Electric bikes are a fantastic way to keep yourself fit or to commute to work without expending the same levels of physical effort needed to pedal regular bikes. The simple addition of an electric motor completely changes a bicycle and their popularity has taken off remarkably in recent years. They are widely available and stockists have different types of e-bikes on offer to buy. In fact, they have become so popular that there are now multiple names for them.
Depending on the classification of the bike and the country you are living in they can be called e-bikes, electric motorised bikes, pedelecs, power-assisted bikes, assisted bicycles or power bikes. No matter what it is that you call them the one thing that they all have in common is the same basic principle of attaching a motor to the axle of the bike which allows you to travel with ease. But how new are e-bikes really? It turns out that they are actually much older inventions than you probably realise.
The first documented evidence of what we now liken to a modern-day electric bike was all the way back in the 1890’s, when patents in the United States show a man by the name of Ogden Bolton Jr. was granted the U.S. Patent 552271 for a bike with a “6-pole brush-and-commutator DC hub motor mounted in the rear wheel.” The direct-drive rear hub-motor used on this bike could be powered at very high watt levels and still looks remarkably modern and stands up to the test of time. By 1898 an electric bike using a driving belt around the outside of the wheel was patented by Mathew J. Steffens and by the turn of the century the technologies had developed so far that there were already numerous methods of powering bike motors.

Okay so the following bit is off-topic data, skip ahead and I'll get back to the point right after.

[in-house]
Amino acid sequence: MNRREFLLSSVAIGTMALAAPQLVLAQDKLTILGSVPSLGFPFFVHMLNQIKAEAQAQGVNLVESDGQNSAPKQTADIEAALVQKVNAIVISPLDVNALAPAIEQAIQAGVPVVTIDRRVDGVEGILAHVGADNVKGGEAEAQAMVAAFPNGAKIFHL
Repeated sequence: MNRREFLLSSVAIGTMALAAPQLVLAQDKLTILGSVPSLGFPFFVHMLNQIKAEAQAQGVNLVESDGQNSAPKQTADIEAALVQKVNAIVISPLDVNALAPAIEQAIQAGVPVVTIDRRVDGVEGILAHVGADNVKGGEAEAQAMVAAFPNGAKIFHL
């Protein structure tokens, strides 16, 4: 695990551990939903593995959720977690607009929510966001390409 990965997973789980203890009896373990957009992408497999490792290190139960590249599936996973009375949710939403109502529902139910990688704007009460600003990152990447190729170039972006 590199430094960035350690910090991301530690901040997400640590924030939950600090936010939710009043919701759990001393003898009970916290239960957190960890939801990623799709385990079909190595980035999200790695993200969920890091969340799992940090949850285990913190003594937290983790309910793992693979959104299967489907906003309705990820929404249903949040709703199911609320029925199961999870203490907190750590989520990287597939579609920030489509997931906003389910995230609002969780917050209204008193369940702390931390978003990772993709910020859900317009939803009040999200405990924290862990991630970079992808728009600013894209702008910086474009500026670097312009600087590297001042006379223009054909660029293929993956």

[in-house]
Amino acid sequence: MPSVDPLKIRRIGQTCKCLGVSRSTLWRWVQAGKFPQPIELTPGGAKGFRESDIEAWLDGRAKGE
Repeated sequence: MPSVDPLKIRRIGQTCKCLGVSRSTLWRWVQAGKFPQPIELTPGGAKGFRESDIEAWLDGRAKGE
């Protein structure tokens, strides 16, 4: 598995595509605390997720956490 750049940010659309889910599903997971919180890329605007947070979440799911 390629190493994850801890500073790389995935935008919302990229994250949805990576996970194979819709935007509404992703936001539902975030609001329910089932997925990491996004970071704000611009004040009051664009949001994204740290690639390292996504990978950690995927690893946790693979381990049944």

Jumping forward and by 1969 a friction drive wheel which would power one of the tires of the bicycle was really just an adaptation of designs harking back to the end of the 19th Century. The friction drive wheel on this type of bike was driven by small electric motors which in turn were connected to gears. This style of bike became very popular and numerous other types were developed but they followed the route of combustion engines rather than electric bikes.
In 1992 an e-bike known as the Zike was on sale which made use of torque sensors and power controls. It had batteries built inside of its frame and a permanent-magnet motor. However, although it was nearly 100 years since the advent of the e-bike and technologies had progressed greatly they had still not reached the point at which they were regular sights and they had not yet become mass produced. The mid to late 90’s was the time when e-bikes really took off and by 2007 they had become so popular that it was thought that they made up 10-20% of all 2 wheeled vehicles on the streets of Chinese cities. Nowadays they are readily available and are becoming even more popular than ever.